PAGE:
In a workshop I conducted last Sunday, one of the participants asked, “How do you encourage self-organization?” By some miracle, probably related to my being on every mailing list on anything related to sociocracy and governance, I received in my mailbox a link to an article on the Interaction Institute for Social Change. You guessed it on Tips for Encouraging Self-Organization by Curtis Ogden.
After some editing and additions, here are some ideas:
Encouraging Self Organization in the Environment
Create spaces where people from different social and work groups encounter each other in the course of the day.
Create open space and unscheduled time at home and the office.
In Meetings and Conversations
Expect engagement with decisions by asking open-ended questions.
Encourage people in finding their own answers
Ask “What should we do next?” and “What haven’t we done?” to encourage curiosity and questioning.
Reward innovation and risk-taking. Encourage making corrections and trying again.
Emphasize that we learn from mistakes. No mistakes, no risk, no innovation.
Encourage people to focus on their strengths and collaborate with others who have different strengths.
Actively share information. Practice transparency.
Demonstrate self-organization in your own actions.
Most people are not encouraged to self-organize as children or adults. Most workplaces find self-organization disruptive. It’s hard to break the training of waiting for directions and not working outside them. Changing takes both expectation, insistence, and support. Support alone won’t do it.
The link below is to a webinar, Introduction to Holacracy, by Brian Robertson, the founder of Holacracy. It is very well done, a good introduction to Holacracy—very clear and not obtuse theorizing. Since much of the structure of Holacracy is the same a sociocracy, it will also help in the understanding sociocracy.
As a former software programmer, Robertson uses the operating system as an analogy. Holacracy is the operating system and the specifics of the products or services the organization provides are the applications. Microsoft Word enables people using the Mac OS or Windows operating systems to produce documents. Adobe Illustrator allows them to produce drawings.
Unlike sociocracy, Holacracy does not have a compensation system. The compensation policies and structure would be an application that each company would design for itself.
Holacracy does not use consent but it also seems not to override objections. Each proposal must have a tangible example of how it will enable or prevent something from happening. The adoption of a policy is based on how the proposed action will negatively affect the team or individual roles within the team. Such negative effects and all other descriptions have to be tangible well-grounded arguments, not abstractions or hypotheticals. When there are no further objections, the policy is adopted but there is no consent round, which is inferred to be a vote.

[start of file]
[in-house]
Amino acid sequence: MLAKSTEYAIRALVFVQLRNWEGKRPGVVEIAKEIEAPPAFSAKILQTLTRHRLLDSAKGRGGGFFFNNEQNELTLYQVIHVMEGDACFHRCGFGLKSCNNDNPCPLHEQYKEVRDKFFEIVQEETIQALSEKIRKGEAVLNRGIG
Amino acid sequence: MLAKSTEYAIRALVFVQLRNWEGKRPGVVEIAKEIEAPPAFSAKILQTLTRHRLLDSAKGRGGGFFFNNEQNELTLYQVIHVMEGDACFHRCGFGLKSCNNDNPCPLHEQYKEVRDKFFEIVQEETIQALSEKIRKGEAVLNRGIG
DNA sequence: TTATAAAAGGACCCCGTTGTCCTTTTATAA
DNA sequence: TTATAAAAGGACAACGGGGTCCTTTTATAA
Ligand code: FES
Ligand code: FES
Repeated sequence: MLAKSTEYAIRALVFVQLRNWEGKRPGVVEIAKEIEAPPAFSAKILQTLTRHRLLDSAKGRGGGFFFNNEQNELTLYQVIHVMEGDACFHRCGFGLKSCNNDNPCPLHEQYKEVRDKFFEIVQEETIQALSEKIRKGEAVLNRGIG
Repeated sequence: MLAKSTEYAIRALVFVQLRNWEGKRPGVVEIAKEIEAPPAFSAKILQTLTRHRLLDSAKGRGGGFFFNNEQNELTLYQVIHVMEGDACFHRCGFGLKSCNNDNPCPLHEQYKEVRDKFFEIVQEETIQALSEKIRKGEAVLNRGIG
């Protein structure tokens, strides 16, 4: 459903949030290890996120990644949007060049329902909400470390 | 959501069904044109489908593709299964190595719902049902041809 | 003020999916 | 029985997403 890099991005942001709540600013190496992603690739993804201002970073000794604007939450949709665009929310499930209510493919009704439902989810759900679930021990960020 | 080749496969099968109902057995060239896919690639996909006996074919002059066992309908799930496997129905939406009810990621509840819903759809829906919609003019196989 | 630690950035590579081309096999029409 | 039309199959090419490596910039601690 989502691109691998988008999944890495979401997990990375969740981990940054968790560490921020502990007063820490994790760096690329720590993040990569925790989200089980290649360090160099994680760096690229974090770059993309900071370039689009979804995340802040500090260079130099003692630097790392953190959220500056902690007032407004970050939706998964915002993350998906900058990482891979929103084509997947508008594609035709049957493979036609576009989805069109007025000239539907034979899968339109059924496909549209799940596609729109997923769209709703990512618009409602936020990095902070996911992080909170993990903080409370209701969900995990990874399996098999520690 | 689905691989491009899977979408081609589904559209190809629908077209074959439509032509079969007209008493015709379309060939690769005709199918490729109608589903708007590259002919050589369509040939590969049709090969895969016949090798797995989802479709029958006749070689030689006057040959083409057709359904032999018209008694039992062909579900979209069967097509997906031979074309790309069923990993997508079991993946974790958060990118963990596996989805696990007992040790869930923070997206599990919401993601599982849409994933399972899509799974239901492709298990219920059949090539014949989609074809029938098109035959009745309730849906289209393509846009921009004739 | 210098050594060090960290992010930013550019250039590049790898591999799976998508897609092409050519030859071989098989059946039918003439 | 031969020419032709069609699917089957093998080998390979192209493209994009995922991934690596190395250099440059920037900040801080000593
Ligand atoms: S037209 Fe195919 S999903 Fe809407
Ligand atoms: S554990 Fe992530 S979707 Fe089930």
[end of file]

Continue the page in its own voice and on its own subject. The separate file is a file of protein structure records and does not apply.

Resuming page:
Since roles and domains of decision-making are so clearly defined, it is easer to see that proposals “belong” to one person’s role or to a set of roles. It isn’t up to anyone else to decide whether a role needs this proposed action, only whether this action will negatively affect any other role.
In clear, humorous, commonplace situations, Meadows explains the use of systems analysis and how it can be applied in both large-scale and individual problem solving. She moves from simple to more complex examples ultimately explaining the complex ways that feedback loops are used to create self-organizing systems in nature and society. She also explains methods for fixing systems that have gone astray.
About Donella “Dana” Meadows
Dana Meadows (1941-2001) was a biophysicist and environmental scientist who taught at Dartmouth for 26 years following her research fellowship at MIT where she worked with Jay Forrester the creator of the study of system dynamics. She is author of one of the most influential essays on systems dynamics, “Leverage Points: Places to Intervene in a System,” available for PDF download and reprinted in Thinking in Systems, pp. 145-165. She received numerous awards for her work including a MacArthur “Genius Grant” in 1994. Her work is considered to have a formative influence in many fields and on many scholars. Unfortunately she died of a bacterial infection at the age of 59 and before completing Thinking in Systems. The manuscript had been circulating amongst students and faculty who added comments. The final manuscript was edited by Diana Wright of the Sustainability Institute.
In 1996, Meadows founded the Sustainability Institute or the study of global systems and practical demonstrations of sustainable living, including cohousing and ecovillages. The Institute was founded next to Cobb Hill Cohousing in Hartland, VT and has been renamed the Donella Meadows Institute and moved to Norwich, VT. Her papers were donated by the Institute to the Rauner Special Collections Library at Dartmouth College in 2011.
One of the wrong-headed ideas discussed in Thinking Systems, pushing in the wrong direction on fixing economic growth, the subject of the landmark book, The Limits to Growth; A Report for the Club of Rome’s Project on the Predicament of Mankind, for which she was lead author. Using a computer model, it projects the effects of continued growth. An extensive review appeared in The Nation in 2012: The Limits to Growth: A Book that Launched a Movement by Christian Parenti. Limits was first published in 1972 and updated. The original version sold 12 million copies and was translated into 37 languages. It was 205 pages. Limits to Growth: The 30-Year Update (2004) is 338 pages.